New Jersey Nets: Breaking Down Their Week 20 Performance

Ryan ComstockCorrespondent IMarch 14, 2011

(Photo by Paul Bereswill/NBAE via Getty Images)
(Photo by Paul Bereswill/NBAE via Getty Images)

The New Jersey Nets had a number of big-time player performances in Week 20, and on a team-wide basis the biggest story is the four-game winning streak the group is currently on.

The run is the longest since the 2008-09 season and clearly indicates that things are going in the right direction. Even more impressive is that two of those wins came without the services of Deron Williams, who was with his wife for the birth of their fourth child.

Both games last week had their heroes, and there are also some constants in terms of individual production that give serious reason for optimism through the end of this season and into next year.

Before going any further, here's a quick recap of the week:

The Nets went 2-0 on the week, are 21-43 overall, sit at fourth place in the Atlantic Division and remain 12th overall in the Eastern Conference.

As of right now, New Jersey is six games out of the final playoff spot. It's not at all probable that they could put on a run and make the postseason, but the possibility is still out there. If the team can continue to play well, this will at least give some meaning to these final 18 games.

While two games is a very limited sample, the Nets had advantages over their opponents in nearly every major statistical category last week. They scored more, had a higher shooting percentage and were more effective on the boards.

Here are the stats to prove it:

Week 20 Stats
Nets Opponents
Points/Game 98.0 94.0
FG% 45.7 44.6
3P% 35.0 32.3
FTA/Game (%) 16.0 (68.8) 17.5 (62.9)
Rebounds (Offensive)/Game 46.5 (12.0) 43.0 (9.5)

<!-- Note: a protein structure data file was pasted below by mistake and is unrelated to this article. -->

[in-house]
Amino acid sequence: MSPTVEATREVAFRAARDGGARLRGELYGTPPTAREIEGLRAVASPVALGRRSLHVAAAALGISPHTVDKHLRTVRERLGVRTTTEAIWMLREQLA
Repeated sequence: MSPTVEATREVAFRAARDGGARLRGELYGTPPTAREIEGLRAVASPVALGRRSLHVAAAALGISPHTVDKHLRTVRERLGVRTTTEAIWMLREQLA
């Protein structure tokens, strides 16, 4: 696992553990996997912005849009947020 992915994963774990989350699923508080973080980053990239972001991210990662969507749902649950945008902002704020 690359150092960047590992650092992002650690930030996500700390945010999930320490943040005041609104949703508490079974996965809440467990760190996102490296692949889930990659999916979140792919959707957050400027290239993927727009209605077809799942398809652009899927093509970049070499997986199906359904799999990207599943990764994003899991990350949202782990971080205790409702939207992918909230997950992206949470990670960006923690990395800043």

Assists/Game 23.0 19.0
Turnovers/Game 15.0 12.5


Scoring 98.0 PPG and hitting 45.7 percent of your shots isn't amazingly spectacular, although both numbers are above New Jersey's season averages. The 23.0 APG are also above the Nets' yearlong average, and that stat is particularly important considering the absence of Williams.

If the rest of the team can play this well without their all-world point guard, imagine what they'll be able to do with him, especially now that everyone has grown accustomed to one another.

The rebounding numbers are good as well, and that is largely due to the play of Kris Humphries and the improvement of Brook Lopez. We'll get into their weeks shortly.

Two areas where the Nets still need to improve are free-throw attempts and turnovers. Granted, playing only two games can throw some stats off (New Jersey was good with its turnovers against Golden State and bad against L.A.), but not giving the ball away remains something the team needs to work on.

New Jersey's ability to get to the line should improve once Williams gets back.

As for individual performances, I already mentioned Lopez and Humphries, so let's discuss them first.

Kris Humphries was an absolute monster last week. He scored 15.0 PPG, grabbed 17.5 RPG and hit 86.6 percent of his shots (you read that right). How much this guy has improved in just one offseason is nothing short of extraordinary, and one has to think he's earned himself a contract for next season.

If the Nets do bring Humphries back, the benefit is not just in his play. Re-signing the six-year pro would also mean the team has three of its five starting positions locked down for the foreseeable future (assuming Williams agrees to an extension).